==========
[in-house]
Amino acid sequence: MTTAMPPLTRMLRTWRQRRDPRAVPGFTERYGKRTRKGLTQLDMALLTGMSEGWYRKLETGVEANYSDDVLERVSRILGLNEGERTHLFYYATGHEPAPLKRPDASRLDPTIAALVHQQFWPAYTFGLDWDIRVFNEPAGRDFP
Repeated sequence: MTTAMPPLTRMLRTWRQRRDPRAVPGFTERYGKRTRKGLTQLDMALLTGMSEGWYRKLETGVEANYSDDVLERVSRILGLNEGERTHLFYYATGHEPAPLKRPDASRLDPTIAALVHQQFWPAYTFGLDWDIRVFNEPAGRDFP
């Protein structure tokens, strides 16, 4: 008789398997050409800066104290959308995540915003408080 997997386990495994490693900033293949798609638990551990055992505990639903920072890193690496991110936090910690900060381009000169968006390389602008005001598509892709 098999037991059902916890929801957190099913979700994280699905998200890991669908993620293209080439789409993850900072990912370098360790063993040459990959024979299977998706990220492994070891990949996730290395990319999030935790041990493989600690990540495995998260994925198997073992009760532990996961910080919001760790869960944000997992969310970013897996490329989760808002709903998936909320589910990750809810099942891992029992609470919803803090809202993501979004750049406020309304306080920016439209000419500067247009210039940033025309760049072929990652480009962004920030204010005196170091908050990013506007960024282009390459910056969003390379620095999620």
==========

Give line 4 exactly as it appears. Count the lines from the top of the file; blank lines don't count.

């Protein structure tokens, strides 16, 4: 008789398997050409800066104290959308995540915003408080 997997386990495994490693900033293949798609638990551990055992505990639903920072890193690496991110936090910690900060381009000169968006390389602008005001598509892709 098999037991059902916890929801957190099913979700994280699905998200890991669908993620293209080439789409993850900072990912370098360790063993040459990959024979299977998706990220492994070891990949996730290395990319999030935790041990493989600690990540495995998260994925198997073992009760532990996961910080919001760790869960944000997992969310970013897996490329989760808002709903998936909320589910990750809810099942891992029992609470919803803090809202993501979004750049406020309304306080920016439209000419500067247009210039940033025309760049072929990652480009962004920030204010005196170091908050990013506007960024282009390459910056969003390379620095999620």